8. On behalf of the respondent, Shri Sundar Rajan, the learned Departmental Representative, contended that the appellants had conceded before the Appellate Collector that Hypalon was a saturated product.
A.S.T.M. (American Society of Testing and Materials) Designation No.1418/1964 described Hypalon as a saturated product, He also relied on this Tribunal's Order in the case of Elpro International, Pune (Order No. 112/83-C, dated 12-4-1983) and in the case of Kirti Rubber Works, Pune (Order No. 320/83-C dated 8-6-1983) as also the recent order in the case of Indian Cable Company Ltd., Calcutta (Order No. 1012/84-C, dated 31-12-1984), holding that Hypalon was a saturated substance. The writ petition filed by the appellants in the Calcutta High Court relating to certain subsequent imports also did not contain any averment to the effect that Hypalon was an unsaturated substance.
9. Replying to the Departmental Representative's arguments, Shri Bannerjee submitted that the writ petition was still pending and was of no assistance in the present proceedings. To a query from the Bench, Shri Bannerjee replied that the correctness of the statement before the Appellate Collector about the saturated nature of Hypalon was not challenged in the revision application (the appeal before us).
10. We have carefully considered the submissions before us. The question which arises for determination in this case is whether Hypalon 40 and 40E are classifiable under Heading No. 39.01/06 of the C.T.A., 1975, read with item No. 15A(1) of the C.E.T., as claimed by the respondent or under Heading No. 40.01/04 of the C.T.A., 1975 read with Item No. 16AA of CET as claimed by the appellants.
11. There is little doubt, on the basis of the material placed before us, that Hypalon is recognised by industry and trade as synthetic rubber. The manufacturer (Du Font's) literature on Hypalon states that Hypalon is the registered trade mark for a series of chlorosulfonated polyethylene synthetic rubber manufactured by Du Pont. Vulcanizates of Hypalon are highly resistant to the deteriorating effects of ozone, oxygen, Weather, heat, oil and chemicals. Hypalon resists discoloration or exposure to light, and is widely used in light-coloured vulcanizates. It can be compounded to give excellent mechanical properties-for example, high tensile strength and abrasion resistance.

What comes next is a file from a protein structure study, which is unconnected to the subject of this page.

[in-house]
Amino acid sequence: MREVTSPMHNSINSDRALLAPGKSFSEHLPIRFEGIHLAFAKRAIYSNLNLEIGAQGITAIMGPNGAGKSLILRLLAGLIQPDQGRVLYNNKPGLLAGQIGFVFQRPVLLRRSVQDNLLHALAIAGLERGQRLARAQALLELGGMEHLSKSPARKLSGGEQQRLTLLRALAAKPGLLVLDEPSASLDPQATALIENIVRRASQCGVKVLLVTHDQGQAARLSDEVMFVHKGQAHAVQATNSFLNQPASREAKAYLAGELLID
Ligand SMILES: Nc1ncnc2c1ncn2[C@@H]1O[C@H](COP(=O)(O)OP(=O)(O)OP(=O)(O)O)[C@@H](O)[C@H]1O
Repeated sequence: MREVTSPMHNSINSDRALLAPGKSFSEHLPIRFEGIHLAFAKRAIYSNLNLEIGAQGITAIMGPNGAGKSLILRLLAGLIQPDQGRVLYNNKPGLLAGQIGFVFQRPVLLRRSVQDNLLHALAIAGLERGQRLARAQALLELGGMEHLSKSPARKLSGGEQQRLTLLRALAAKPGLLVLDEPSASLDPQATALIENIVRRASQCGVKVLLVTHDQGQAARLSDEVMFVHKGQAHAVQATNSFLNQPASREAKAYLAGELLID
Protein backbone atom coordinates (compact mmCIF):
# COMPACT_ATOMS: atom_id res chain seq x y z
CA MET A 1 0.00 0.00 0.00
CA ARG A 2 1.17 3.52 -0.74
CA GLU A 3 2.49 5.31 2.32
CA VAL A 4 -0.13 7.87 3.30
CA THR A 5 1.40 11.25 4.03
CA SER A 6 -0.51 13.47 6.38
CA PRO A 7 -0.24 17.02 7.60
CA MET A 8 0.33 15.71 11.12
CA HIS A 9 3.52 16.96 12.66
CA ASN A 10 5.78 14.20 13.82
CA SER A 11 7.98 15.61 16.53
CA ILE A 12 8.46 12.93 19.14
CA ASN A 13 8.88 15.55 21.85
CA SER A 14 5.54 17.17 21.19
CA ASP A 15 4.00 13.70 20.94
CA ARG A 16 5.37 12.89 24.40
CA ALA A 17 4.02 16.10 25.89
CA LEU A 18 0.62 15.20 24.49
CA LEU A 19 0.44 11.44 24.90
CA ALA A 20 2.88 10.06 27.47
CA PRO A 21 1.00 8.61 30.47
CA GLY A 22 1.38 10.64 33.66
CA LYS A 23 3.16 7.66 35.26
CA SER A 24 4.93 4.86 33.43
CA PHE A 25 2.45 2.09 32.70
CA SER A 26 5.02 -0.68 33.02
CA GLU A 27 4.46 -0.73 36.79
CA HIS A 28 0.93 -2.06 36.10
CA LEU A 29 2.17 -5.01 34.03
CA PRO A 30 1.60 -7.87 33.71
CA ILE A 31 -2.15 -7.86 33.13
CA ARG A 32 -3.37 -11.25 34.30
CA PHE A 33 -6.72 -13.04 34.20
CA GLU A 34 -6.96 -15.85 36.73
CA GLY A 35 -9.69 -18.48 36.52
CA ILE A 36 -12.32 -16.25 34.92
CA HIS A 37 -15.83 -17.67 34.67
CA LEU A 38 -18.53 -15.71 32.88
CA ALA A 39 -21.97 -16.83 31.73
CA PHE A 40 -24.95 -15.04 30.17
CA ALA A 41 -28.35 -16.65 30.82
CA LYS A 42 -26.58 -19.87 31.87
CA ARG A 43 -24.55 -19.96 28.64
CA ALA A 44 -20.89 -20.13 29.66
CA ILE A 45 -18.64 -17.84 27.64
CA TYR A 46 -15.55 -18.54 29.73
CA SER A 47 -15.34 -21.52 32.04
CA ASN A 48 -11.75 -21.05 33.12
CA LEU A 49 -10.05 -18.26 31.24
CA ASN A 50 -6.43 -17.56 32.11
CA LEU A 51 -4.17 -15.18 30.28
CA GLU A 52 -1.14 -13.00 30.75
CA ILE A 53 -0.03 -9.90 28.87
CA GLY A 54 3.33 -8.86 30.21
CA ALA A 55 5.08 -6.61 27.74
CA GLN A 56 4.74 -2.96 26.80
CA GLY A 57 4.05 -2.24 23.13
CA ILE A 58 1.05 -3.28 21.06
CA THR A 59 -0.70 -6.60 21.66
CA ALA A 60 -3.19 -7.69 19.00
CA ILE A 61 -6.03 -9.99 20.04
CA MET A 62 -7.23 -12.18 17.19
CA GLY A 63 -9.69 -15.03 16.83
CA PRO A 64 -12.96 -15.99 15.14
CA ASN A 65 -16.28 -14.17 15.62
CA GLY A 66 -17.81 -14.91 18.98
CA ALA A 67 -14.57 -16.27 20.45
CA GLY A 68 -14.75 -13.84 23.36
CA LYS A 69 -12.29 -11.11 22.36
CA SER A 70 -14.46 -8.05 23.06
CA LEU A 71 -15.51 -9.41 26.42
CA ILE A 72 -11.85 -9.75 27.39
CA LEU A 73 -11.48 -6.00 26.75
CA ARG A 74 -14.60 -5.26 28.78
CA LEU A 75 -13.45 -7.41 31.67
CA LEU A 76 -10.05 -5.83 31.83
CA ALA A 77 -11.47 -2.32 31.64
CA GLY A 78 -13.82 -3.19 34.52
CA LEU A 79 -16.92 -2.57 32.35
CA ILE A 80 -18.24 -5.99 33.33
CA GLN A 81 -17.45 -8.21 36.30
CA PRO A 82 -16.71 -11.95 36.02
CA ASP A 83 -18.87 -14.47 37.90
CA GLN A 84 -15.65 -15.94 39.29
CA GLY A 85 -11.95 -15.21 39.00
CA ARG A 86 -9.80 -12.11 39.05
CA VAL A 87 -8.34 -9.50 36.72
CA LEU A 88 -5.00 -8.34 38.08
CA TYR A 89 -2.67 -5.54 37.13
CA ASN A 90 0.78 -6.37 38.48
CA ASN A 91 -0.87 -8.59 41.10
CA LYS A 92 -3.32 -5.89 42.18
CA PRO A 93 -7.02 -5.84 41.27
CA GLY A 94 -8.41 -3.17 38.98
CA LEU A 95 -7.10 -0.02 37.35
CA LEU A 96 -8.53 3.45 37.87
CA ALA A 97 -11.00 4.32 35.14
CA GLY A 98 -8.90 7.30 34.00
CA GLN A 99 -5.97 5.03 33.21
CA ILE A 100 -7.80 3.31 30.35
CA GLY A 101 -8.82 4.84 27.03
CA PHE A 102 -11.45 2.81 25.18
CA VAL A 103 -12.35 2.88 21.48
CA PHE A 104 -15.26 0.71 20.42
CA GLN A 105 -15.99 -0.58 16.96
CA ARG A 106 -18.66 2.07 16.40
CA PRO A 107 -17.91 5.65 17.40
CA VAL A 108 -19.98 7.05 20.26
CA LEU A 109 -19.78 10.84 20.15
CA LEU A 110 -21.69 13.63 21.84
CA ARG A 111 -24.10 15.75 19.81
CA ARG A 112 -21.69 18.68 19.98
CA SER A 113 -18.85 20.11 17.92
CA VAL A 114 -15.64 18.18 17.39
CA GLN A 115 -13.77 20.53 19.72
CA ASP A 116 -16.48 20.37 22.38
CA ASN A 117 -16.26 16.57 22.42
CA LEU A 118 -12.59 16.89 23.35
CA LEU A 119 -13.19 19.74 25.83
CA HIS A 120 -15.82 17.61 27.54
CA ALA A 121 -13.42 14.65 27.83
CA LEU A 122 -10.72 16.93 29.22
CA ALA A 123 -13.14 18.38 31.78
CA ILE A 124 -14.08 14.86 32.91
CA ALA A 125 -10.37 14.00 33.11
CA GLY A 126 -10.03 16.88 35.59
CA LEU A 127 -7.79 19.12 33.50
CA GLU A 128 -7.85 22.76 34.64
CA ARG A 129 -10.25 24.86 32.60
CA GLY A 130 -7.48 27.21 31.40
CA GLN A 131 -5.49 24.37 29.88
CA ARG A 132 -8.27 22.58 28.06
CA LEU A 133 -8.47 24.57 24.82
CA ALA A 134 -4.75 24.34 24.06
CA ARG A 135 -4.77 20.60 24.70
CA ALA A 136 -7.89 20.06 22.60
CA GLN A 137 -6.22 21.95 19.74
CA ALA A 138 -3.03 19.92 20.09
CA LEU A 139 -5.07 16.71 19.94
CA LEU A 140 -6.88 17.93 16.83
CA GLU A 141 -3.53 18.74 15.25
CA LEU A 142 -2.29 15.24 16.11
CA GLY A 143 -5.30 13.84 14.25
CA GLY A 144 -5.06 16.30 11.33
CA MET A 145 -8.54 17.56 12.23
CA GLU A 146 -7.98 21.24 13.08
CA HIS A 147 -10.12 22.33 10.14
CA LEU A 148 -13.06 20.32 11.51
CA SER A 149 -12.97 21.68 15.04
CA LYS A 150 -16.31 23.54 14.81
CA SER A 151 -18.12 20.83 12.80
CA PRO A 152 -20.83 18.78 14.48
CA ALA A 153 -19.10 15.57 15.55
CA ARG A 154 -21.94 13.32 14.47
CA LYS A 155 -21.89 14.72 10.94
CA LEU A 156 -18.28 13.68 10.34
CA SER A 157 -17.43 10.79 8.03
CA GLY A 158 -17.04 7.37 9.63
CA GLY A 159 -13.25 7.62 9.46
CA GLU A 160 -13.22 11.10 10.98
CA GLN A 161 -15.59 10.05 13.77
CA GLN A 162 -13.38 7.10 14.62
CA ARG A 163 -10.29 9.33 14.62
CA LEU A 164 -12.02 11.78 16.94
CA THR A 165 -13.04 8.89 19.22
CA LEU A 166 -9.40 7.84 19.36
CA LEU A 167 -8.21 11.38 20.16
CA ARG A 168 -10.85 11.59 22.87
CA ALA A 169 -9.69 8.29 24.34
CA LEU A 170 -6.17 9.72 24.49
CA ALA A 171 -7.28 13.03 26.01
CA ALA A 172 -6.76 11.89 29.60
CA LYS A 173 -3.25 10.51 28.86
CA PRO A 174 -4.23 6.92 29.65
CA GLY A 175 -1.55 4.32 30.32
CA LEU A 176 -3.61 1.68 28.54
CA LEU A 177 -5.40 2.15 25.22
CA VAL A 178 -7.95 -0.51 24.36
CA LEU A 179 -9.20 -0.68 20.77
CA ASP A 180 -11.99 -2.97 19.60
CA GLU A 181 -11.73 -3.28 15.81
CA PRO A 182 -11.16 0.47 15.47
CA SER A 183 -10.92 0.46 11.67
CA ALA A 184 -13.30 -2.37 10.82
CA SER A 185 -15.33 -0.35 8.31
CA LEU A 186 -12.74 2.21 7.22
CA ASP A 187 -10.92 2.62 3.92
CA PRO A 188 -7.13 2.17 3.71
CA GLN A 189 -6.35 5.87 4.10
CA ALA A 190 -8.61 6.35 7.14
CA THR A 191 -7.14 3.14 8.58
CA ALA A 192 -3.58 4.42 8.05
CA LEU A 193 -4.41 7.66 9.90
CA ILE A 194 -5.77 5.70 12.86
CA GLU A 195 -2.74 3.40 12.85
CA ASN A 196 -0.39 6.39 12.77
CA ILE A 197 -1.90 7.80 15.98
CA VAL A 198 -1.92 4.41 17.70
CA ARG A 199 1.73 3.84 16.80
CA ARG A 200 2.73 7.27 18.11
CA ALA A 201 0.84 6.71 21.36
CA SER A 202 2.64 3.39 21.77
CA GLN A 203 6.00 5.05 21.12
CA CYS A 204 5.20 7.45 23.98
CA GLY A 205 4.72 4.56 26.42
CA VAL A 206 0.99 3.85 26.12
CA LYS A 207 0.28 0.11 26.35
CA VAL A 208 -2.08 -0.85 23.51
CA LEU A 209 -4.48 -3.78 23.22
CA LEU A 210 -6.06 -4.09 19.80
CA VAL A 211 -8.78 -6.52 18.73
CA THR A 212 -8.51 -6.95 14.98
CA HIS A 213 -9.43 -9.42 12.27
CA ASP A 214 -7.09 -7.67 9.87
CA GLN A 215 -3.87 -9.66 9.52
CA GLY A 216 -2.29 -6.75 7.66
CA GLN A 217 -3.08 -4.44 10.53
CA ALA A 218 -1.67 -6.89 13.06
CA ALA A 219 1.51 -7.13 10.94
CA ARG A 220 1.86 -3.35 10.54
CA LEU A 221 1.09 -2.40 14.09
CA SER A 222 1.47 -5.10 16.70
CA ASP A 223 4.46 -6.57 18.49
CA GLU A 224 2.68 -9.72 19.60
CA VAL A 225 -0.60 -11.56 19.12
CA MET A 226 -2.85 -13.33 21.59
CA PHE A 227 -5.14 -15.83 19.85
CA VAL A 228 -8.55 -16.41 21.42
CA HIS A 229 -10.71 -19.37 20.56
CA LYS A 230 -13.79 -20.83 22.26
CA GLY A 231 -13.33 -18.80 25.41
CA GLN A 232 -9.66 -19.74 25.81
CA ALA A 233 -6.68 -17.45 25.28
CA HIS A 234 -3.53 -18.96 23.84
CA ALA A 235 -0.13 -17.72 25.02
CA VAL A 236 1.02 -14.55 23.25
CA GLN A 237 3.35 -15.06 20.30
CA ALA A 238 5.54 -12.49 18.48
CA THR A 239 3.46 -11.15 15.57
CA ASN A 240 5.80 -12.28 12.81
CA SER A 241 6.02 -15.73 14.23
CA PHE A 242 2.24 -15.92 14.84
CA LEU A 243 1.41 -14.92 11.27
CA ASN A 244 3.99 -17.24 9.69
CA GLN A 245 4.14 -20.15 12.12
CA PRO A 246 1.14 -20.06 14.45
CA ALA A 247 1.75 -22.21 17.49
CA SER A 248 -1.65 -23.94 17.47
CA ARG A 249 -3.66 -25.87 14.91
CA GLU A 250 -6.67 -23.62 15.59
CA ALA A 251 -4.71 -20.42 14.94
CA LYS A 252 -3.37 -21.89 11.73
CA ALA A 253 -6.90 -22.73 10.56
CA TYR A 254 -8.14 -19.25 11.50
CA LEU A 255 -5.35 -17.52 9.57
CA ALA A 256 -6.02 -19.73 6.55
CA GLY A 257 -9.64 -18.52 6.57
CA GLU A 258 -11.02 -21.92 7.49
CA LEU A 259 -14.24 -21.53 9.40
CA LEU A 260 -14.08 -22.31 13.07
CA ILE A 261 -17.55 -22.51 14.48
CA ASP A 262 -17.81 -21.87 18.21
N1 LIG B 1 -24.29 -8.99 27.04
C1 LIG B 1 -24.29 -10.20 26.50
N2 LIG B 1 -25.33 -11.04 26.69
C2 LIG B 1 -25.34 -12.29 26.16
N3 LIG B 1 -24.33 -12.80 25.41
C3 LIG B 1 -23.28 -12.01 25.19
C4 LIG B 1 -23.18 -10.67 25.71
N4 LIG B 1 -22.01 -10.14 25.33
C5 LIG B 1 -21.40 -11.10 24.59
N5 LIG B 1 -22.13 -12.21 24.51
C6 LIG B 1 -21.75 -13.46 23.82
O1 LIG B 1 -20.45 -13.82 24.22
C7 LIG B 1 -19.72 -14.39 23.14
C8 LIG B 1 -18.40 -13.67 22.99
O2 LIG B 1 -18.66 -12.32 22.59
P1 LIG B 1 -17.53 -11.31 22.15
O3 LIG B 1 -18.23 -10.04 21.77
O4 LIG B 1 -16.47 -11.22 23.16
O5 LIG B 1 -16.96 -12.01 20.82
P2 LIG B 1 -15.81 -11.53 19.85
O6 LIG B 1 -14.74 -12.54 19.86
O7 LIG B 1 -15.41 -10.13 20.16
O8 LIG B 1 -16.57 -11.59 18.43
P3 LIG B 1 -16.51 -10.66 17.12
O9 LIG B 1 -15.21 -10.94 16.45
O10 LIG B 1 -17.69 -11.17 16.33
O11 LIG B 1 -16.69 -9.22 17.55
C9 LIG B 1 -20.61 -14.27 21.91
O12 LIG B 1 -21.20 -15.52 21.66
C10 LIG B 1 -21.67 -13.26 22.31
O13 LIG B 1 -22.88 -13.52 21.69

Several types and grades of Hypalon are available for a variety of end-use requirements.
The condensed Chemical Dictionary by Gessner G. Hawley (page 554, 10th Edition) supports this. It states that Hypalon is a trade mark of Chlorosulfonated polyethylene, a synthetic rubber. It gives the uses for hypalon as insulation for wire and cable; shoe soles and heels; automotive components, building products, coating, flexible tubes and hoses, seals, gaskets, diaphragms.
The fact that the Import Control authorities recognise Hypalon as a synthetic rubber is not, in our view, decisive of the classification of the goods under the Customs Tariff Schedule since the objects of the two enactments are different.
12. The question, therefore, arises whether Hypalon is classifiable under Heading No. 40.01/04 of the Customs Tariff Schedule which covers inter alia natural or synthetic rubber. This question has, in the context of the Customs Tariff Schedule to be answered not by reference to the commercial or trade understanding of the product but with reference to the definition of the expression "synthetic rubber" contained in statutory note 4 to Chapter 40. This definition prescribes certain parameters regarding the products' extendability and its behaviour when the extending force is removed. But the prime stipulation is that the expression "synthetic rubber" is to be taken to apply to unsaturated substances. Unless this test is satisfied, the product cannot come within the scope of Chapter 40.
13. On this last point rests the entire dispute. It is noteworthy that during the hearing before the Appellate Tribunal, Shri A.M.Bhattacharjee (a rubber technologist as well as a representative of the local agency of Du Pont- as seen from the impugned order) who appeared on behalf of the appellant-company stated that Hypalon was a saturated product. The Appellate Collector has recorded that what the appellants contested, however, was that the definition (of synthetic rubber) given in the Tariff was not quite correct. The entire tenor of the arguments seems to have been that commercial parlance recognises the product as synthetic rubber. That this so need not be doubted but the commercial parlance test is of little help in the present case. What we have to see is whether the product conforms to the definition of "synthetic rubber" contained in note 4 of Chapter 40 of the Customs Tariff Act, 1975 which note, as we have seen earlier, has legally binding force.